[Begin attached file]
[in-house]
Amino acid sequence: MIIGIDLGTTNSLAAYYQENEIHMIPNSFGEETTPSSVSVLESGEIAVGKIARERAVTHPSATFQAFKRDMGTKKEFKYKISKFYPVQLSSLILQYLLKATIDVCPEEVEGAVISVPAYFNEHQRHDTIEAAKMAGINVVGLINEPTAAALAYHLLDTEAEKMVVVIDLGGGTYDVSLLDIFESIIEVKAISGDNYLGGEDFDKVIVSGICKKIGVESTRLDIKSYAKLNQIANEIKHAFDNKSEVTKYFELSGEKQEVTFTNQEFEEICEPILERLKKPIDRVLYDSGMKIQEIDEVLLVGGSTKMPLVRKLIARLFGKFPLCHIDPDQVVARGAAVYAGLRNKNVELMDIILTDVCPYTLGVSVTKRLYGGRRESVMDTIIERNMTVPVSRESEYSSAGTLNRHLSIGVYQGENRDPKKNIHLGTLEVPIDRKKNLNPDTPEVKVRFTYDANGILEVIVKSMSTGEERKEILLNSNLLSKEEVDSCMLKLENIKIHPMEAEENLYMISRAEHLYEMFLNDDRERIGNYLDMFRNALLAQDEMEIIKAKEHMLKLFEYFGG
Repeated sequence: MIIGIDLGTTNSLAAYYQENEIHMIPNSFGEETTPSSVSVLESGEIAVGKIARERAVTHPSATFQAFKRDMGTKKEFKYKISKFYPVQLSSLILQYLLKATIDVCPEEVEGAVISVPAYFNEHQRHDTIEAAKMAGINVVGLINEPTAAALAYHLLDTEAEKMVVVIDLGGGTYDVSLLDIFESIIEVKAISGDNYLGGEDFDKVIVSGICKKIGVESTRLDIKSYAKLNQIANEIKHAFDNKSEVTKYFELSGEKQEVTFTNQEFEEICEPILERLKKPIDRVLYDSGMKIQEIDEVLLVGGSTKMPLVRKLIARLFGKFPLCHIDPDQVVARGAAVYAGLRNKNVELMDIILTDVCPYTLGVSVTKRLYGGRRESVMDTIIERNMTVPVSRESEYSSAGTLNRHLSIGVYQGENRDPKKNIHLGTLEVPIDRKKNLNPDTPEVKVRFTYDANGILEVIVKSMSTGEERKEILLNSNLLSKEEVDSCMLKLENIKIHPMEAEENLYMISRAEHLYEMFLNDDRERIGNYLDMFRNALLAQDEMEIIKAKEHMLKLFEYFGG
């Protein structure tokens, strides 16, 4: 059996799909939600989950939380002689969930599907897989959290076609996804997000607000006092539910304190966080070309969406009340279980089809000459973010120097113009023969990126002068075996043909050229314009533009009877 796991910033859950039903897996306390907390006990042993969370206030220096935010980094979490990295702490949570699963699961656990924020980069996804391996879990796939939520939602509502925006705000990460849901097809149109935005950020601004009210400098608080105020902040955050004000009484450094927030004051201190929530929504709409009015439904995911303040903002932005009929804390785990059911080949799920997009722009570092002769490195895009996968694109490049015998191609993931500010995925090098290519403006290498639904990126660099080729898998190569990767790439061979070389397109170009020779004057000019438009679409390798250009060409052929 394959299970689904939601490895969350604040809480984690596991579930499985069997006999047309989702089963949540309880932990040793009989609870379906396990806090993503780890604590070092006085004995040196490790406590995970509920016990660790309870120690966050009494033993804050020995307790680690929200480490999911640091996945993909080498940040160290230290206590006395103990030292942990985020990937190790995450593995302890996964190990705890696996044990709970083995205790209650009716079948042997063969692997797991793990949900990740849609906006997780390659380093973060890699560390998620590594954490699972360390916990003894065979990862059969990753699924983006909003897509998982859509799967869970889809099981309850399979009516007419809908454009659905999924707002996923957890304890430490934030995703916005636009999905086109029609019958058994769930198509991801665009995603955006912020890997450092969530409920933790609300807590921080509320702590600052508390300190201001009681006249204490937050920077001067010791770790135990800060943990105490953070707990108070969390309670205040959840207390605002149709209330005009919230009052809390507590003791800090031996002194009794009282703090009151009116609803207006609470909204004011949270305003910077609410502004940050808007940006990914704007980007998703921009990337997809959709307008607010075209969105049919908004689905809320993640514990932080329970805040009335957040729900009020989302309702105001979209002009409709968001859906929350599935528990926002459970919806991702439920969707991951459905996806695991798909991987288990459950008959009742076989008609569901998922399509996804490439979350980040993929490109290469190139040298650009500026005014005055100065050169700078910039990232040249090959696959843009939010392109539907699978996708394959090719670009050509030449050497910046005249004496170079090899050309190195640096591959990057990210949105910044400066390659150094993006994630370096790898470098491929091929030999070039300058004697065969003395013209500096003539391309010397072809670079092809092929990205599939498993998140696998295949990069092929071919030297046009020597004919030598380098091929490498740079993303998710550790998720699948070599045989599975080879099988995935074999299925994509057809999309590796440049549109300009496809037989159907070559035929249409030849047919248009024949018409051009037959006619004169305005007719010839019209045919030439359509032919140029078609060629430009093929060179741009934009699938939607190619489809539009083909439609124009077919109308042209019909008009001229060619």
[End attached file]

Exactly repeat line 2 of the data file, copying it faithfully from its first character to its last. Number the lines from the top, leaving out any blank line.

Amino acid sequence: MIIGIDLGTTNSLAAYYQENEIHMIPNSFGEETTPSSVSVLESGEIAVGKIARERAVTHPSATFQAFKRDMGTKKEFKYKISKFYPVQLSSLILQYLLKATIDVCPEEVEGAVISVPAYFNEHQRHDTIEAAKMAGINVVGLINEPTAAALAYHLLDTEAEKMVVVIDLGGGTYDVSLLDIFESIIEVKAISGDNYLGGEDFDKVIVSGICKKIGVESTRLDIKSYAKLNQIANEIKHAFDNKSEVTKYFELSGEKQEVTFTNQEFEEICEPILERLKKPIDRVLYDSGMKIQEIDEVLLVGGSTKMPLVRKLIARLFGKFPLCHIDPDQVVARGAAVYAGLRNKNVELMDIILTDVCPYTLGVSVTKRLYGGRRESVMDTIIERNMTVPVSRESEYSSAGTLNRHLSIGVYQGENRDPKKNIHLGTLEVPIDRKKNLNPDTPEVKVRFTYDANGILEVIVKSMSTGEERKEILLNSNLLSKEEVDSCMLKLENIKIHPMEAEENLYMISRAEHLYEMFLNDDRERIGNYLDMFRNALLAQDEMEIIKAKEHMLKLFEYFGG